July 19, 2013

Senate compromise caps future student loan rates

But the plan being crafted by Senate leaders ties the loans to market rates.

The Washington Post

WASHINGTON – Under pressure from the White House, Senate leaders are quickly moving forward with a plan to change how the government sets interest rates for federal student loans – tying them to market rates but imposing caps on how high those rates can go.

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"By fixing the rate that moves with the market, it really makes good sense," King said during a Capitol news conference with the other negotiators. "It seems to me that the students now have the best of both worlds."

Gregory Rec / Staff File Photo

Maine's Angus King pleased with compromise

Maine Sen. Angus King, an independent who caucuses with the Democrats, has been among a handful of senators attempting to broker a bipartisan deal. On Tuesday night, King said he was told to follow Sen. Dick Durbin, D-Ill., and a few others into an SUV waiting to drive them to the White House.

While King expected to meet with senior Obama administration staff, he was surprised to walk into the Oval Office to see both President Obama and Vice President Joe Biden there for the discussion. That personal involvement by the president and vice president, King and others said, helped bring about a compromise.

King said Thursday that coming up with a compromise was "an exercise in mathematics." The lower the interest rate cap demanded by Democrats, the higher the "add-on" to the 10-year Treasury bills would have to be, he said. After receiving a $22 billion price tag on an earlier proposal, which would have been unacceptable to Republicans, the group had to crunch more numbers to find a way to pay for the program without over-charging students -- something that Democrats view as burdening students with extra debt in order to pay down the deficit.

"By fixing the rate that moves with the market, it really makes good sense," King said during a Capitol news conference with the other negotiators. "It seems to me that the students now have the best of both worlds. They have the benefit of interest rates when they are low, and they are protected from high interest rates by the cap if interest rates go too high."

-- Kevin Miller, Portland Press Herald Washington D.C. bureau chief


Senate Majority Leader Harry Reid, D-Nev., said Thursday that a vote could come this week, but senators who worked on the proposed legislation said next week is more likely.

A bipartisan group of senators reached a compromise Thursday morning following weeks of negotiations, as Education Department staffers camped out in their offices. On Tuesday, the senators visited the White House to meet with President Obama, who urged them to make a decision.

Under the new proposal, all undergraduates would pay the same interest rate, a change from recent years when some low- and middle-income students received a lower rate. Graduate students and parents of students would pay higher interest rates, although still lower than current rates, with higher caps.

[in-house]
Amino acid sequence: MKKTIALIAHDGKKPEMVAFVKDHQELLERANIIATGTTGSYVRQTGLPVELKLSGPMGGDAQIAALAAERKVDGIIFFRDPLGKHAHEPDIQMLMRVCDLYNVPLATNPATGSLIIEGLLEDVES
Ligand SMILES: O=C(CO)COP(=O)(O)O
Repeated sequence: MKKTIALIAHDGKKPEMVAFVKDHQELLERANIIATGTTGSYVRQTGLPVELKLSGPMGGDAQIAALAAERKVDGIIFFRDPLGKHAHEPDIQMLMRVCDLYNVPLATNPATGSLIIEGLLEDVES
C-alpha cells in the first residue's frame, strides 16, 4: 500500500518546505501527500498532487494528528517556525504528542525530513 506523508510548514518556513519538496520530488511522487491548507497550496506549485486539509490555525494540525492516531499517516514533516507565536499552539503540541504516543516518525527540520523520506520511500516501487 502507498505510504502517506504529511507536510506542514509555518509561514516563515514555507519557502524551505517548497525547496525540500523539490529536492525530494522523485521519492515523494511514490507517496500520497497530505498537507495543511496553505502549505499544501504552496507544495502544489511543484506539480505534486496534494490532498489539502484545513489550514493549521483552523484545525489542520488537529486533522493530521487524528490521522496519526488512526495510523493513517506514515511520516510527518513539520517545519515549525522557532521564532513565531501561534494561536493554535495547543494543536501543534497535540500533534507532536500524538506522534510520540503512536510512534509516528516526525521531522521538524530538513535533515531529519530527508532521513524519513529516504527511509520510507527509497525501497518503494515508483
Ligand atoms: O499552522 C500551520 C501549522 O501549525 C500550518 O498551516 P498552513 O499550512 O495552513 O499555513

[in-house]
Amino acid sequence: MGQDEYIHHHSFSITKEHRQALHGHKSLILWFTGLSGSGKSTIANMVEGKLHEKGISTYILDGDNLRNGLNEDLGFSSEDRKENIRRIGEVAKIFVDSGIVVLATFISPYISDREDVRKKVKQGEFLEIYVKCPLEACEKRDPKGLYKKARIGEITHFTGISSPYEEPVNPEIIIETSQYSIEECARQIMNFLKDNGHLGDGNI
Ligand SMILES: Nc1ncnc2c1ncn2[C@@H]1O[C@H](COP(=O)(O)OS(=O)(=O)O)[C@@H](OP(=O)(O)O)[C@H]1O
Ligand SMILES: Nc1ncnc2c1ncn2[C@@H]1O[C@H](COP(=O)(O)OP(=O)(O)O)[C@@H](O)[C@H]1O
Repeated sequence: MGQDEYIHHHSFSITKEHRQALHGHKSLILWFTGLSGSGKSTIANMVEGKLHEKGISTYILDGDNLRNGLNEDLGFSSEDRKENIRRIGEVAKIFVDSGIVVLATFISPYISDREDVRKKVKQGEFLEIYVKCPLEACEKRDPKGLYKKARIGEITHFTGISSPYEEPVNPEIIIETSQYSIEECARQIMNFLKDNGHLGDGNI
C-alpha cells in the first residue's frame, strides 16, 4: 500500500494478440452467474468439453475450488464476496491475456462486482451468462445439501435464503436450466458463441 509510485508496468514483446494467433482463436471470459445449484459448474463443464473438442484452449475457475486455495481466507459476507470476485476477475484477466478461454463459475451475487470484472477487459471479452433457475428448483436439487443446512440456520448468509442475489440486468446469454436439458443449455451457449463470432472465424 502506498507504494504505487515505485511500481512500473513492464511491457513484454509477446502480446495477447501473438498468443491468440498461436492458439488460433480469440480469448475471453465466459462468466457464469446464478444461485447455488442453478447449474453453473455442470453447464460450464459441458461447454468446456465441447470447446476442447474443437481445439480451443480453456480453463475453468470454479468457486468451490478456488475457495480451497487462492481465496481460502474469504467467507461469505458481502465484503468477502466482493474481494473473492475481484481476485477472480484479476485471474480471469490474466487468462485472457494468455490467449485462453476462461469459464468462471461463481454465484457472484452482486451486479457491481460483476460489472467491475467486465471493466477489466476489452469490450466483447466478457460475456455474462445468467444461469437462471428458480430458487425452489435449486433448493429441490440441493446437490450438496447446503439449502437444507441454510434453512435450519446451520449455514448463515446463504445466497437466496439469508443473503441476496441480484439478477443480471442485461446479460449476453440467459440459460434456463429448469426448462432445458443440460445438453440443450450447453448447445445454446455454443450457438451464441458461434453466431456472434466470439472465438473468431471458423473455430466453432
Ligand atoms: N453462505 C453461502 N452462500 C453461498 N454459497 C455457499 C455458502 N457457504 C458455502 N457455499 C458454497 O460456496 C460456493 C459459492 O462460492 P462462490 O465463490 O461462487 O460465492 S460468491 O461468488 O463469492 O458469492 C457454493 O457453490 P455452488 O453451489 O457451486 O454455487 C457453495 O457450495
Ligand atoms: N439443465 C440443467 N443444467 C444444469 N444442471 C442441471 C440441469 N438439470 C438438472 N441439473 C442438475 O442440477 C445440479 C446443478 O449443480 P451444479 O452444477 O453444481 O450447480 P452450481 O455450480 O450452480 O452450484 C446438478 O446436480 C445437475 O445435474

"While this isn't the agreement any of us would have written – and many would like to see something quite different – I believe that we have come a long way in reaching common ground on a very, very difficult and challenging topic," Majority Whip Richard Durbin, D-Ill., said at a news conference Thursday afternoon, standing in front of the seven other senators who worked on the legislation.

For the coming school year, undergraduates would see rates of 3.86 percent. That's lower than the current fixed rate of 6.8 percent, but the new rate could go as high as 8.25 percent in future years.

Graduate students would have a 5.41 percent interest rate for the coming year and up to 9.5 percent in the future. PLUS loans, which can be taken out by parents of students or graduate students, would have an interest rate of 6.41 percent that could go as high as 10.5 percent. Now, graduate students have interest rates of 6.8 percent and PLUS loans are at 7.9 percent.

Under this plan, the government is expected to make $715 million over the next decade. Sen. Lamar Alexander, R-Tenn., said this was not intentional and is the result of small gains on hundreds of billions of loan dollars over 10 years. He said he hopes that the government's gain will be closer to zero.

"Our goal is to make it neutral, in terms of fair to taxpayers, fair to students," Alexander said.

Senate Democratic leaders had originally backed a bill that would extend a low interest rate on one type of student loan, buying more time to tackle a full reform.

That legislation failed in a procedural vote, forcing them to work with Republicans on an immediate solution.

The compromise was based on a bill introduced this year by Joe Manchin III, D-W.Va., Richard Burr, R-N.C., Tom Coburn, R-Okla., Angus King, I-Maine, Thomas Carper, D-Del., and Alexander. The final deal was agreed upon by those six senators, along with Durbin and Sen. Tom Harkin, D-Iowa, chairman of the education committee.

The House has passed its own student loan bill. If the Senate passes its bill, differences between the two will have to be reconciled.

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